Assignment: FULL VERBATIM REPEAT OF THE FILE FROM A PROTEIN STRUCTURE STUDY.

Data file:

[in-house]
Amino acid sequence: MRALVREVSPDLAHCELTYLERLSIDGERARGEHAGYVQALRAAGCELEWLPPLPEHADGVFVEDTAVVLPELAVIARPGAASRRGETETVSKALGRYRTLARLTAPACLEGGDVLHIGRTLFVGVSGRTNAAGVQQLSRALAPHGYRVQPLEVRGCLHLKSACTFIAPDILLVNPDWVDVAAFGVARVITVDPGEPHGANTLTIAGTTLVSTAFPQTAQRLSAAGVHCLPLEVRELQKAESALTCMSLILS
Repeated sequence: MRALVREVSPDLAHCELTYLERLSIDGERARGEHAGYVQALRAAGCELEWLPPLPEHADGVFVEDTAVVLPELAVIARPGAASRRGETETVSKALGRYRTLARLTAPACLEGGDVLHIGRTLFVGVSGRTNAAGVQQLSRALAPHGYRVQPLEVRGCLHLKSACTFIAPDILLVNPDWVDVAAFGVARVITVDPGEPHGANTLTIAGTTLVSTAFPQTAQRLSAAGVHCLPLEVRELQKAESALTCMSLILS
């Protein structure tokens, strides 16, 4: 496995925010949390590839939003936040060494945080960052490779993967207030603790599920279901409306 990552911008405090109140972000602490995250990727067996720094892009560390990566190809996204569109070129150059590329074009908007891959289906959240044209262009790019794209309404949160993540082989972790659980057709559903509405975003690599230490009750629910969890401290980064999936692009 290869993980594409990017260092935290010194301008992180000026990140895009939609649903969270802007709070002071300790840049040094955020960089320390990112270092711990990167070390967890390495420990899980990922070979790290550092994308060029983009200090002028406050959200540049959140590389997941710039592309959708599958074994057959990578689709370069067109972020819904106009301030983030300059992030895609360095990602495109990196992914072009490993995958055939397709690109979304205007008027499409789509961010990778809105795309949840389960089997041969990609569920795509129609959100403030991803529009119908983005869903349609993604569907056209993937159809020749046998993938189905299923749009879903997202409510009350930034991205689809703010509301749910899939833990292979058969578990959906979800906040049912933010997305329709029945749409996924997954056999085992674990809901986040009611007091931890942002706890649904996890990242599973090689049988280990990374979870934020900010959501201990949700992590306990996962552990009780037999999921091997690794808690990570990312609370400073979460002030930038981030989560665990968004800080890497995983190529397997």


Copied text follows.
[in-house]
Amino acid sequence: MRALVREVSPDLAHCELTYLERLSIDGERARGEHAGYVQALRAAGCELEWLPPLPEHADGVFVEDTAVVLPELAVIARPGAASRRGETETVSKALGRYRTLARLTAPACLEGGDVLHIGRTLFVGVSGRTNAAGVQQLSRALAPHGYRVQPLEVRGCLHLKSACTFIAPDILLVNPDWVDVAAFGVARVITVDPGEPHGANTLTIAGTTLVSTAFPQTAQRLSAAGVHCLPLEVRELQKAESALTCMSLILS
Repeated sequence: MRALVREVSPDLAHCELTYLERLSIDGERARGEHAGYVQALRAAGCELEWLPPLPEHADGVFVEDTAVVLPELAVIARPGAASRRGETETVSKALGRYRTLARLTAPACLEGGDVLHIGRTLFVGVSGRTNAAGVQQLSRALAPHGYRVQPLEVRGCLHLKSACTFIAPDILLVNPDWVDVAAFGVARVITVDPGEPHGANTLTIAGTTLVSTAFPQTAQRLSAAGVHCLPLEVRELQKAESALTCMSLILS
């Protein structure tokens, strides 16, 4: 496995925010949390590839939003936040060494945080960052490779993967207030603790599920279901409306 990552911008405090109140972000602490995250990727067996720094892009560390990566190809996204569109070129150059590329074009908007891959289906959240044209262009790019794209309404949160993540082989972790659980057709559903509405975003690599230490009750629910969890401290980064999936692009 290869993980594409990017260092935290010194301008992180000026990140895009939609649903969270802007709070002071300790840049040094955020960089320390990112270092711990990167070390967890390495420990899980990922070979790290550092994308060029983009200090002028406050959200540049959140590389997941710039592309959708599958074994057959990578689709370069067109972020819904106009301030983030300059992030895609360095990602495109990196992914072009490993995958055939397709690109979304205007008027499409789509961010990778809105795309949840389960089997041969990609569920795509129609959100403030991803529009119908983005869903349609993604569907056209993937159809020749046998993938189905299923749009879903997202409510009350930034991205689809703010509301749910899939833990292979058969578990959906979800906040049912933010997305329709029945749409996924997954056999085992674990809901986040009611007091931890942002706890649904996890990242599973090689049988280990990374979870934020900010959501201990949700992590306990996962552990009780037999999921091997690794808690990570990312609370400073979460002030930038981030989560665990968004800080890497995983190529397997």